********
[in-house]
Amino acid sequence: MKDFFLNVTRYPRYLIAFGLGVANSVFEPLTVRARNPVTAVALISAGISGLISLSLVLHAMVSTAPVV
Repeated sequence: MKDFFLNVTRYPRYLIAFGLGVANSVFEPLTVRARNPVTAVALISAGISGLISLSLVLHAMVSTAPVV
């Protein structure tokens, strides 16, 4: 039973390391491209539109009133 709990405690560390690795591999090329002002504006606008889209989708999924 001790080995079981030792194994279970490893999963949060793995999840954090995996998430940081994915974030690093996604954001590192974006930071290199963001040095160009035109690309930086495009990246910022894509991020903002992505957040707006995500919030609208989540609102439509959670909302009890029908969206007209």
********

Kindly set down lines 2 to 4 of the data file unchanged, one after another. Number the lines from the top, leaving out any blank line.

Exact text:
Amino acid sequence: MKDFFLNVTRYPRYLIAFGLGVANSVFEPLTVRARNPVTAVALISAGISGLISLSLVLHAMVSTAPVV
Repeated sequence: MKDFFLNVTRYPRYLIAFGLGVANSVFEPLTVRARNPVTAVALISAGISGLISLSLVLHAMVSTAPVV
């Protein structure tokens, strides 16, 4: 039973390391491209539109009133 709990405690560390690795591999090329002002504006606008889209989708999924 001790080995079981030792194994279970490893999963949060793995999840954090995996998430940081994915974030690093996604954001590192974006930071290199963001040095160009035109690309930086495009990246910022894509991020903002992505957040707006995500919030609208989540609102439509959670909302009890029908969206007209």